Cannabidiol (CardiolRx™) is an oral solution which has been found in animal studies to reduce multiple inflammatory signaling pathways, which are known to play crucial role in pericarditis and myocarditis. This multi-center pilot study aims to evaluate the safety and tolerability of CardiolRx™ during pericarditis recurrence, while also assessing improvement in symptoms and weaning off other therapy.

After eight weeks of treatment, we will measure severity chest pain among patients in the trial based on an 11-point rating scale and check the CRP levels of their blood. Patients will subsequently receive another 18 weeks of treatment, at which time we will study whether patients can wean off other pericarditis medications, such as steroids. Patients across the sites are doing well so far—the clinical researchers meet monthly to discuss our findings.

To enroll, patients must be 18 or older with at least two episodes of pericarditis that cannot be explained by a condition such as rheumatoid arthritis or cancer. Other criteria include pericarditis-related pain or high CRP level. Patients may not join if they have certain diseases including cancer and sustained heart rhythm problems, have taken a cannabinoid within the past month, or are currently on an immunotherapy medication.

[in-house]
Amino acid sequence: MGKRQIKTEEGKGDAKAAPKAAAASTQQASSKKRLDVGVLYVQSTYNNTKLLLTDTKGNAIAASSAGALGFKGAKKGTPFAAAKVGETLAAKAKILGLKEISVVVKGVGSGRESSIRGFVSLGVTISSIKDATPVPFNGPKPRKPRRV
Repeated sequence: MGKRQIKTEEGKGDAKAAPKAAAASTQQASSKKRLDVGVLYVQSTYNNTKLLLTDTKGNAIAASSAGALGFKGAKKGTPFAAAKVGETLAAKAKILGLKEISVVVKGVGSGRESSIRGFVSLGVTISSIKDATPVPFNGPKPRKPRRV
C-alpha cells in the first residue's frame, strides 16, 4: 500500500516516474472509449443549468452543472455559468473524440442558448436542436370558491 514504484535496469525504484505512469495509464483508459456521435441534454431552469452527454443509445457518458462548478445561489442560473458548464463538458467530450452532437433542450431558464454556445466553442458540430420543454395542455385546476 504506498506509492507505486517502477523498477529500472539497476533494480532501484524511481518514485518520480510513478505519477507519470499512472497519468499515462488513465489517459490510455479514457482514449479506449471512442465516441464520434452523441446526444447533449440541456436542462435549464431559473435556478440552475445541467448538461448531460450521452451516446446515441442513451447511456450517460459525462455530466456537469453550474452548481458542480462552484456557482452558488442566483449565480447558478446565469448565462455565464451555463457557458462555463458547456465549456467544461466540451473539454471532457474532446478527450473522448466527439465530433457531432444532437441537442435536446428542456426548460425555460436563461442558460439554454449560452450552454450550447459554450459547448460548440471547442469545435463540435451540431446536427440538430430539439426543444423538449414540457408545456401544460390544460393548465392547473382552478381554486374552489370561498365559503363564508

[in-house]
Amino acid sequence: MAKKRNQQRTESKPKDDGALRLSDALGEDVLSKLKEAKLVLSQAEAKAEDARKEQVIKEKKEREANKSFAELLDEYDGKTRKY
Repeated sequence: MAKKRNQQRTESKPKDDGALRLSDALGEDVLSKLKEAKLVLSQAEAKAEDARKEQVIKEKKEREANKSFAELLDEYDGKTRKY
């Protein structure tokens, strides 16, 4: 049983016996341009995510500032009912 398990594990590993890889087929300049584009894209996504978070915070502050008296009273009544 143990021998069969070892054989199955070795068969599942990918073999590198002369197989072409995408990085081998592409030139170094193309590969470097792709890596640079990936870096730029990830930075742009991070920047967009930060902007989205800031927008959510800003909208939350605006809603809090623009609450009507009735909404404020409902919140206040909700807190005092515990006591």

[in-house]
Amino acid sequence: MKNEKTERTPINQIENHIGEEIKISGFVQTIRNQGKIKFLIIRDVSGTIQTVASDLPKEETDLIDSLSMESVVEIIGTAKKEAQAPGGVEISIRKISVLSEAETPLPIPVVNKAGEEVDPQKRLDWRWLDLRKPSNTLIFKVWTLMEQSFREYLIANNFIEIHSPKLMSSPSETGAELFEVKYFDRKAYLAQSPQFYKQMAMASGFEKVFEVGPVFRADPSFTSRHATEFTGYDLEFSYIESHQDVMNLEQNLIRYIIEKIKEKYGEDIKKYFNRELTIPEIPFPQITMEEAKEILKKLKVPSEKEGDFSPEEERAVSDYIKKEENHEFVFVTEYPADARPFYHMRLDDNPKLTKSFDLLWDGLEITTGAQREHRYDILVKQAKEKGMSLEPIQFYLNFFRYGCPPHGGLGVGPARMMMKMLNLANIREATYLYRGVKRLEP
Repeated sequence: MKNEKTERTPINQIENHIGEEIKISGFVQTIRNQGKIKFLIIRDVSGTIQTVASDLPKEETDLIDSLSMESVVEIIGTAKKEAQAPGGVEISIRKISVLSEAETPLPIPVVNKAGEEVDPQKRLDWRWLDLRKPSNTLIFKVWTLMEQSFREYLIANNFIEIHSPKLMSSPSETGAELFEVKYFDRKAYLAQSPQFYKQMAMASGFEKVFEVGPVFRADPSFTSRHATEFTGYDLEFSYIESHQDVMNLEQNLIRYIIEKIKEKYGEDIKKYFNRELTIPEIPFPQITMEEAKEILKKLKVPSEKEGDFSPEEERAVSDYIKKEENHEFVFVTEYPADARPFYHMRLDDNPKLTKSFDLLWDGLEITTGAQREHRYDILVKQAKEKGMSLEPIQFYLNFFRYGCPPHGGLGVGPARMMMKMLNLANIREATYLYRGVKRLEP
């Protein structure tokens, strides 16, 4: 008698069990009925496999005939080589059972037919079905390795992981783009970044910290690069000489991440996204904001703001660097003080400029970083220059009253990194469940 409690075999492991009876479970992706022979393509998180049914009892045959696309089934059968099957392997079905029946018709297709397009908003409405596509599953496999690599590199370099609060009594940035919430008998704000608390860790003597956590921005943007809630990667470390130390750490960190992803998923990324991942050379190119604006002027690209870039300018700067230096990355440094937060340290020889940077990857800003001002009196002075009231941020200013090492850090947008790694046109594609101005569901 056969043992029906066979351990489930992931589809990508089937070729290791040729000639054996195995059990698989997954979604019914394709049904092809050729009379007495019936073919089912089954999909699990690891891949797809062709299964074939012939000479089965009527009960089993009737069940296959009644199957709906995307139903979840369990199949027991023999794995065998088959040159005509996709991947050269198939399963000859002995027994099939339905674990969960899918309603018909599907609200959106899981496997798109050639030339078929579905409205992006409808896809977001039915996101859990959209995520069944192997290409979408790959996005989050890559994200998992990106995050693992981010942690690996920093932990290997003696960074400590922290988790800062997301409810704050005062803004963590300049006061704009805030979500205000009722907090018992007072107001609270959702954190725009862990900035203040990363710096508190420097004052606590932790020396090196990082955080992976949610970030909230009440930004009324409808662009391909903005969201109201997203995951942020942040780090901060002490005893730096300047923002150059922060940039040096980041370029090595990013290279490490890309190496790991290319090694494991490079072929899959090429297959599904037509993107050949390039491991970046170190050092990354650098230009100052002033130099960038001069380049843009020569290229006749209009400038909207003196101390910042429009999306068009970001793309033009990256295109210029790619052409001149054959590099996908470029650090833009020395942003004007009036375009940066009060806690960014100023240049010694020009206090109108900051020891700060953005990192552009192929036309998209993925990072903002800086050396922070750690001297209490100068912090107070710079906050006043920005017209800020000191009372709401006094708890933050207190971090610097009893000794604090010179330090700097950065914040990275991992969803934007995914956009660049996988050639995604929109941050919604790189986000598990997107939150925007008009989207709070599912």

Participating increases our ability to treat recurrent pericarditis for patients who don’t fully respond to frontline therapies. This study could change the paradigm of pericardial disease from a chronic, debilitating condition to something that can be managed without invasive treatment—giving patients more and higher-quality years of life after pericarditis.